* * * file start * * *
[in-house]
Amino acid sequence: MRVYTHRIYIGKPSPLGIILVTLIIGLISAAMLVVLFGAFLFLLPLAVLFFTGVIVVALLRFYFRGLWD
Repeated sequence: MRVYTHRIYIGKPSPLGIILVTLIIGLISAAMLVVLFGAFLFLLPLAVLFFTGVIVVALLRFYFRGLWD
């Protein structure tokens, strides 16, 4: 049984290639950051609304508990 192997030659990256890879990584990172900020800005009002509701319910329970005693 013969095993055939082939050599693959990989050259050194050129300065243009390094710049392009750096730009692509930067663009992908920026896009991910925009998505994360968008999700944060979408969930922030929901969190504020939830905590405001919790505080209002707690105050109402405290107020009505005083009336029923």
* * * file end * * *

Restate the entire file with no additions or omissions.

[in-house]
Amino acid sequence: MRVYTHRIYIGKPSPLGIILVTLIIGLISAAMLVVLFGAFLFLLPLAVLFFTGVIVVALLRFYFRGLWD
Repeated sequence: MRVYTHRIYIGKPSPLGIILVTLIIGLISAAMLVVLFGAFLFLLPLAVLFFTGVIVVALLRFYFRGLWD
């Protein structure tokens, strides 16, 4: 049984290639950051609304508990 192997030659990256890879990584990172900020800005009002509701319910329970005693 013969095993055939082939050599693959990989050259050194050129300065243009390094710049392009750096730009692509930067663009992908920026896009991910925009998505994360968008999700944060979408969930922030929901969190504020939830905590405001919790505080209002707690105050109402405290107020009505005083009336029923």